Dealing with Disaster

Mother Nature's devastating punch can't keep Georgia farmers down
Multi-year Cleanup: Calhoun County timber grower Tom Sanders says, “In the space of just two to four hours, it wiped out some of what our family had spent the better part of half a century putting together.” Photo by Todd Stone

For many Georgians, last October’s Hurricane Michael is a distant memory. But nine months later, farmers in the state’s southwest region are still grappling with the swath of destruction the storm left in its wake. It was the first major hurricane to hit Georgia since the 1890s. With winds as high as 115 mph, Michael caused $2.5 billion in damage to the agriculture industry.

This once-in-a-lifetime event has created extreme hardship for growers of Georgia’s biggest crops, from cotton, peanuts and vegetables to pecans, poultry and timber. Most have now replanted – or are planning to replant – in spite of huge challenges like lack of income from fall crops that couldn’t be harvested, destroyed equipment and fields so damaged that cleanup took months.

“It’s hard to describe the depth and magnitude [of the storm’s impact],” says Adam McLendon, who operates McLendon Acres farm with his dad, Marty, in Calhoun County. “It surprises me still; I see new things that happened from the storm every single day that we have to add to the to-do list. But farmers are resilient. We’re fortunate to work in an industry where people look out for each other, and we figure out a way to survive.”

A Perfect Storm

McLendon calls Hurricane Michael “an unbelievable perfect storm” because it devastated every aspect of Southwest Georgia agriculture. Like many farmers, he aims for crop diversification – planting cotton, peanuts, corn and pecans. “Diversity is the method of survival in years where markets are difficult,” he says. “A diverse operation is usually a successful one because it helps mitigate risk.” But the powerful hurricane spared nothing – it ravaged what had already been harvested as well as what was in the fields.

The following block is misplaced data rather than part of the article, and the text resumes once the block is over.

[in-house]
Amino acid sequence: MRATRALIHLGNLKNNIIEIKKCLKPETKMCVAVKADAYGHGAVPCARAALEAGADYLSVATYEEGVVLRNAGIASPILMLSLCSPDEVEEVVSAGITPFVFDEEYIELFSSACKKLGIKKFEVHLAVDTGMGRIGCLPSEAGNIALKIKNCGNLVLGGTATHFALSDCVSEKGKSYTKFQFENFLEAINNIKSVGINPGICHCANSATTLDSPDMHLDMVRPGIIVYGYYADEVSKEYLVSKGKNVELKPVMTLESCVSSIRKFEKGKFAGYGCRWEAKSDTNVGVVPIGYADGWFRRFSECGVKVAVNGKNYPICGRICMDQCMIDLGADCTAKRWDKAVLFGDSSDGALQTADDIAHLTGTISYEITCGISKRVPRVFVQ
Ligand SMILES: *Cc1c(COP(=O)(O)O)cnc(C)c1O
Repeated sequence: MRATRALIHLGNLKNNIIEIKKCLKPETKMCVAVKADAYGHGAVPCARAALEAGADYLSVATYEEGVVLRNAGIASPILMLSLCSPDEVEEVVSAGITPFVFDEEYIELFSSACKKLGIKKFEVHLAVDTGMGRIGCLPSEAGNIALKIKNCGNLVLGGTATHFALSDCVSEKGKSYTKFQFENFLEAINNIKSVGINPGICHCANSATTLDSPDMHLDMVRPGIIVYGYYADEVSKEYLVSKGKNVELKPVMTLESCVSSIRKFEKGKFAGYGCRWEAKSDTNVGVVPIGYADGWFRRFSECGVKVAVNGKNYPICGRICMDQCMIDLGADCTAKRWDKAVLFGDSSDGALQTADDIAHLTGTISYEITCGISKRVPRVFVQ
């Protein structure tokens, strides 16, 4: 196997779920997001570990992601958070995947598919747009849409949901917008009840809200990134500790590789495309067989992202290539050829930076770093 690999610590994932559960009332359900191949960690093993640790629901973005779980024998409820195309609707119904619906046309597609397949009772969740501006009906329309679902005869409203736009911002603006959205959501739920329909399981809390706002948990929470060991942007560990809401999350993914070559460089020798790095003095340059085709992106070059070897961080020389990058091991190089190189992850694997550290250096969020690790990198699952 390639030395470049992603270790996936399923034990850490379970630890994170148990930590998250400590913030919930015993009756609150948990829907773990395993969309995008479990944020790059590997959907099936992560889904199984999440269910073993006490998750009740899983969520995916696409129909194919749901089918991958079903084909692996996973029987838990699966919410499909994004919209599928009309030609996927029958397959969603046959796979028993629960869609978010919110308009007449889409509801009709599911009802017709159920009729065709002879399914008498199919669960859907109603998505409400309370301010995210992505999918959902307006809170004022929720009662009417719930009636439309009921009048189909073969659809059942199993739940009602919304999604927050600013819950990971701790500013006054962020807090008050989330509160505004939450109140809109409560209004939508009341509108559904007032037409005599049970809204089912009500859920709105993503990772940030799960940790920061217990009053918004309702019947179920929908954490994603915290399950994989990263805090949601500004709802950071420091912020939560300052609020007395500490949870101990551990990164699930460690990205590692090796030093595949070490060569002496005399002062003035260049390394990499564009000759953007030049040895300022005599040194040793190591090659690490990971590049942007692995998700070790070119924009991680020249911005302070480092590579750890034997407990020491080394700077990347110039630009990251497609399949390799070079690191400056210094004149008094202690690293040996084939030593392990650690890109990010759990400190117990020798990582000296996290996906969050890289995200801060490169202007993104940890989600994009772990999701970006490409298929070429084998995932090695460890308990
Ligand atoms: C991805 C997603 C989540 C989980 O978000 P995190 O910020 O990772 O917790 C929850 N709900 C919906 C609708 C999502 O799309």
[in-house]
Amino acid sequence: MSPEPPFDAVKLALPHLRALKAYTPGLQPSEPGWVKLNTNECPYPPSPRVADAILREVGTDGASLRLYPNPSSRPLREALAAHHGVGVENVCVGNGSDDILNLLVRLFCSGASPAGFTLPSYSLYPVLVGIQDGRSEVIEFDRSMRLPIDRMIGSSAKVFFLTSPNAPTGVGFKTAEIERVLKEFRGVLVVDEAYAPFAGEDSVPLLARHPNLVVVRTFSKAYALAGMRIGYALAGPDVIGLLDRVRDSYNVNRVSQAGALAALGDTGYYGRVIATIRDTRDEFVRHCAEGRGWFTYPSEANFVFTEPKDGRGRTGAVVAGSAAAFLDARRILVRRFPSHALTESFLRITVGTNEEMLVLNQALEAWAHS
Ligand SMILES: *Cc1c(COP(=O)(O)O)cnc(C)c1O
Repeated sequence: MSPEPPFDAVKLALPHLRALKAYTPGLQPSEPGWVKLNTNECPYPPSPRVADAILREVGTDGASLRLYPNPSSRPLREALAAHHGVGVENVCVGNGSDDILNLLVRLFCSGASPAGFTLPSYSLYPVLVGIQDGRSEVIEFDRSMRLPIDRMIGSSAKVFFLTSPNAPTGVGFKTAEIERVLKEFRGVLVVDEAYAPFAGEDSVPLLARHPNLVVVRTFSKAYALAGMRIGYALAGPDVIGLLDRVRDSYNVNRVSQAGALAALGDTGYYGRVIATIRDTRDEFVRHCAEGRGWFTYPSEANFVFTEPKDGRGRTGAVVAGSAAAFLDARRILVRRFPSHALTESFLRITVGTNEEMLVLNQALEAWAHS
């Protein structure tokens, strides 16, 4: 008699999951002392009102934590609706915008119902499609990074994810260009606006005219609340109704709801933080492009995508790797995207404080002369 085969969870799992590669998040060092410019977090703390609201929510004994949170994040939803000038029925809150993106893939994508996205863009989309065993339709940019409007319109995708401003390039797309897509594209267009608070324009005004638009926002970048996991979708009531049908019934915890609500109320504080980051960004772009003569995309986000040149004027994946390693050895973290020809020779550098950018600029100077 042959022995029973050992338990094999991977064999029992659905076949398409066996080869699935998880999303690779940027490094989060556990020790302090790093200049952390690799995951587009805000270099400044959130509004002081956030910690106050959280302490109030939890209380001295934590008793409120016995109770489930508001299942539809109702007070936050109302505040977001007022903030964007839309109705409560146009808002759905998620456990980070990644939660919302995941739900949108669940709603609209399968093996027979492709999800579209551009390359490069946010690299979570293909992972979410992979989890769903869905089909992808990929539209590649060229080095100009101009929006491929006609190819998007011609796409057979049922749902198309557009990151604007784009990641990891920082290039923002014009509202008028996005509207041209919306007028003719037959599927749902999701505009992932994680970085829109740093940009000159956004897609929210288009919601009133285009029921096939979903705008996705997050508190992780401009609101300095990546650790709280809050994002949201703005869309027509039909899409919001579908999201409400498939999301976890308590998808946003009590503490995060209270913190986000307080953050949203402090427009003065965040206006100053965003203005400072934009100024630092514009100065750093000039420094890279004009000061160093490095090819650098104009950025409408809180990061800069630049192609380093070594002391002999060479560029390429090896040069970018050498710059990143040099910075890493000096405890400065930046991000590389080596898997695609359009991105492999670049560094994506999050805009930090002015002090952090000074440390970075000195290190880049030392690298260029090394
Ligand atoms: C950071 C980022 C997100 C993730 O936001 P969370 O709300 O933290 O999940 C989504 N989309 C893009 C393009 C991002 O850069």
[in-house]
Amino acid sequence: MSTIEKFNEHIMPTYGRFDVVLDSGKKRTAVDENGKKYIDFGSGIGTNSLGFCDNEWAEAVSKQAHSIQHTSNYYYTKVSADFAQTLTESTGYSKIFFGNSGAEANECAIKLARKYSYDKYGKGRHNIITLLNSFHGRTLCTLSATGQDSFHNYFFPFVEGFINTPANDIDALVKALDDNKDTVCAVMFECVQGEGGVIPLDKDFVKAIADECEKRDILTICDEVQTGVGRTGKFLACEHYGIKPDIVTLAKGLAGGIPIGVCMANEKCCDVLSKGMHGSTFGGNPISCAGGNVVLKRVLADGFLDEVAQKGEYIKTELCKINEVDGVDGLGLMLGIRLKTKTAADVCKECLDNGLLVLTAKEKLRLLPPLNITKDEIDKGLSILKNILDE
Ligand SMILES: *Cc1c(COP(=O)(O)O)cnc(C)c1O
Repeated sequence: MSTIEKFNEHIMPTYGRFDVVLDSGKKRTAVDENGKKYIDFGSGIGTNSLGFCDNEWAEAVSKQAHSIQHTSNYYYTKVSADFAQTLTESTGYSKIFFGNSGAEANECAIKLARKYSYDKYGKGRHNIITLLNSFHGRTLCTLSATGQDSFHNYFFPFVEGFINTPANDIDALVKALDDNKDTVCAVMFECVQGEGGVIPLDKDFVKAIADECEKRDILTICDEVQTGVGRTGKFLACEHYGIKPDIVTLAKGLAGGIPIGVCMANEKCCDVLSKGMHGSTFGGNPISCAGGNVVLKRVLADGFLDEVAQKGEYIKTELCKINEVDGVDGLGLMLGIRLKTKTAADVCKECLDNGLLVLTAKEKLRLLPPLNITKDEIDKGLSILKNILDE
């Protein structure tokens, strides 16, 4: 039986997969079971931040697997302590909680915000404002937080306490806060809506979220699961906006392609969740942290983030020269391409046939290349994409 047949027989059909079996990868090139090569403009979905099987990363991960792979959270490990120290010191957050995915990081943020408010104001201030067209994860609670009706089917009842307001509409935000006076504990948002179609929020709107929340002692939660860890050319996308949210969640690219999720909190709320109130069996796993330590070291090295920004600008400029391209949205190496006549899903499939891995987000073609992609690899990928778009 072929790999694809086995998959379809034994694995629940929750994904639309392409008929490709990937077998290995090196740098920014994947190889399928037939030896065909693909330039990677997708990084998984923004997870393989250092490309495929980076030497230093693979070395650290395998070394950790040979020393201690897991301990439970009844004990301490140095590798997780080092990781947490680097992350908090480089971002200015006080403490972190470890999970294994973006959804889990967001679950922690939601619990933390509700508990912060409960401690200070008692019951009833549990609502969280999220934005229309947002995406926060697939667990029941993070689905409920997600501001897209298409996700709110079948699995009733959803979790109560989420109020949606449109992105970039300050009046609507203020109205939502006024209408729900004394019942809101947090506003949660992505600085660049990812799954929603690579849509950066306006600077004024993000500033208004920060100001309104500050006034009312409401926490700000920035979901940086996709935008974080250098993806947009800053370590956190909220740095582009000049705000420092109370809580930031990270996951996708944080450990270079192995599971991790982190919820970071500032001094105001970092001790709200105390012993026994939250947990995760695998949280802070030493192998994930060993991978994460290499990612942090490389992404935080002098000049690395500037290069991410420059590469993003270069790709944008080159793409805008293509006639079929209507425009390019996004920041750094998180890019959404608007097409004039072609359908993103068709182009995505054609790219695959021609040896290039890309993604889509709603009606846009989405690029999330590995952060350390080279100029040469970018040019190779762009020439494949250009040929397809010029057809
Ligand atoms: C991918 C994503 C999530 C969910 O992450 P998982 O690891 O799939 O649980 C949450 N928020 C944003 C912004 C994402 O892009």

McLendon Acres’ multi-million-dollar losses included hundreds of acres of cotton plants and pecan trees. An 88,000-bushel storage bin full of corn was crushed by its grain elevator, scattering well over a third of the contents on the ground. Winds also damaged peanut warehouses and mangled nine irrigation systems.

Timing of the storm added to the misery because it hit in the middle of the peanut and cotton harvests. Adam and Marty had to scramble to gather and salvage what they could from the fields after Michael passed while evaluating and prioritizing where to start their massive cleanup efforts. It took a tremendous amount of time to clear away trees and debris, and some of that work is ongoing.

All of this occurred when “tariffs had commodity and pecan prices down,” McLendon says. “Farmers combat low prices with efficiency and high yields. It [Michael] hit in a year that was trending to be good for yields and poor for prices, and took away the opportunity to make top yields.”

At this point, the McLendons have re-planted corn, peanuts and cotton; replaced the irrigation systems; and readied the corn bins for fall harvest. Because pecans are a secondary crop for the operation, they have not had time to replant trees or deal with the subsurface irrigation systems torn up by roots ripped from the ground.

“Survival right now is day to day, month to month, and it will continue to be difficult,” McLendon says. “It’s definitely a three-to-five-year recovery [timeframe] to come close to getting back to normal. If we’re fortunate to produce a decent crop this year, that will be a huge step.”

A Way of Life

Unlike McLendon, Rob Cohen is not hoping for a good crop this year. He and his brother co-own Pecan Ridge Plantation in Decatur County, and they have only about 25 percent of their 55,000 pre-Michael pecan trees left. They’re not planning to replant until the winter of 2020. He says the trees remaining on about 660 acres – as opposed to the 1,500 acres planted before the hurricane – are starting to have new growth, but it will take about three years before they are back in production.

“I thought we were completely wiped out of the pecan business,” he says. “We’ve basically been reset. Even at the very low prices last year, we would have sold $2.5 to $3 million of pecans, and we sold zero.”